The Neurological Rehabilitation Team (NR Team) is one of the research groups making up the Health & Rehabilitation Research Centre at AUT University. The team is lead by Professor Denise Taylor, Senior Lecturer Neurological Physiotherapy.
The team's research focuses on: studying the effectiveness of rehabilitation interventions aimed at improving outcomes for older adults transitioning to frailty and people with chronic neurological conditions; assessing the value of outcome measures used in people with neurological conditions; investigating the underlying physiological and neural control mechanisms associated with impairments and disabilities in order to develop novel intervention strategies that are specific and focussed. As a team we also work closely with the Person Centred Rehabilitation team led by Dr Kathryn McPherson. We use a variety of research methodologies and welcome collaboration with others interested in these areas.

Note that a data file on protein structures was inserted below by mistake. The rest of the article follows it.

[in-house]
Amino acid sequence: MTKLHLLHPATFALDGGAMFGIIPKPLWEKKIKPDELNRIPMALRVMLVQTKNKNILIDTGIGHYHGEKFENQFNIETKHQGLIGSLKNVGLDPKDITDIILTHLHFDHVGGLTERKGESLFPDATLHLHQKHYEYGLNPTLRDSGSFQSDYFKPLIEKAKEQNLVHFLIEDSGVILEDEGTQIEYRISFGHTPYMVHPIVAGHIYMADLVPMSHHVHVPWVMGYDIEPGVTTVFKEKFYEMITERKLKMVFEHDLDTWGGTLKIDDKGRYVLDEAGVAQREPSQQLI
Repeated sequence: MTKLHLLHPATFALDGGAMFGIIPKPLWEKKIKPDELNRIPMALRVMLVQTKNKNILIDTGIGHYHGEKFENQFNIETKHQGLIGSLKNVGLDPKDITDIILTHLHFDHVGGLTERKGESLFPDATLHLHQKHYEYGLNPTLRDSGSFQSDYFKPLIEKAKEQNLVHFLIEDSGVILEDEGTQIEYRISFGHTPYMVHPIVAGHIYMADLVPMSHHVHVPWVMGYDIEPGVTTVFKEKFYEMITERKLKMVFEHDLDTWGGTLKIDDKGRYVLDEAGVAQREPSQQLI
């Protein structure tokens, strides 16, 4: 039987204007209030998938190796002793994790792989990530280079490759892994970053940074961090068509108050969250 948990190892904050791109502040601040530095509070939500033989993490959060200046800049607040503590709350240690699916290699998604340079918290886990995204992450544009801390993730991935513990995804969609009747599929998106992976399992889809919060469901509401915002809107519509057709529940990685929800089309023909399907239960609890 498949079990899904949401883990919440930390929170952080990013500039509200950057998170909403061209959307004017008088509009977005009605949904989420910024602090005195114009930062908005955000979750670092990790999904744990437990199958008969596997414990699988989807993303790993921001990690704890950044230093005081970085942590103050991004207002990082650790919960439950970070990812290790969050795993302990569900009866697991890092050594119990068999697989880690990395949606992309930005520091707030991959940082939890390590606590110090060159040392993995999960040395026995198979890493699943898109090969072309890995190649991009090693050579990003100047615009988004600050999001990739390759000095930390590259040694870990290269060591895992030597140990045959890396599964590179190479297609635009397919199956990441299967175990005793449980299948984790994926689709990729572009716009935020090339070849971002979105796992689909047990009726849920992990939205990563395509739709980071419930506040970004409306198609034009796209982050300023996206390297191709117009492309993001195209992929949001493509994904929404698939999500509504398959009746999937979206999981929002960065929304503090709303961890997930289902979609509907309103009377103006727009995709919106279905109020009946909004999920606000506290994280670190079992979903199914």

We have links with a variety of health providers and funders which helps us to maintain a strong clinical focus and operating with these links we aim to implement high level evidence-based practice.
This information is intended to give a brief introduction to our team's work. If you would like more information about our team or our work, please contact us.
CURRENT RESEARCH THEMES
- Understand complex movement control.
- Recovery of the arm and hand after a stroke.
- Outcome measures in neurological rehabilitation.
- Falls prevention interventions in older adults.
- Barriers and facilitators to physical activity (with the PCR team).
- People living with neurological dysfunction.
- To identify and test measures that are used when assessing people with movement disorders.
- To evaluate interventions for people with neurological conditions and older adults who have a high risk of injury from falls.
- To understand the mechanisms controlling complex functional movements and identify problems in people with neurological conditions.
- To develop and test novel interventions based on research on the neural control of complex movements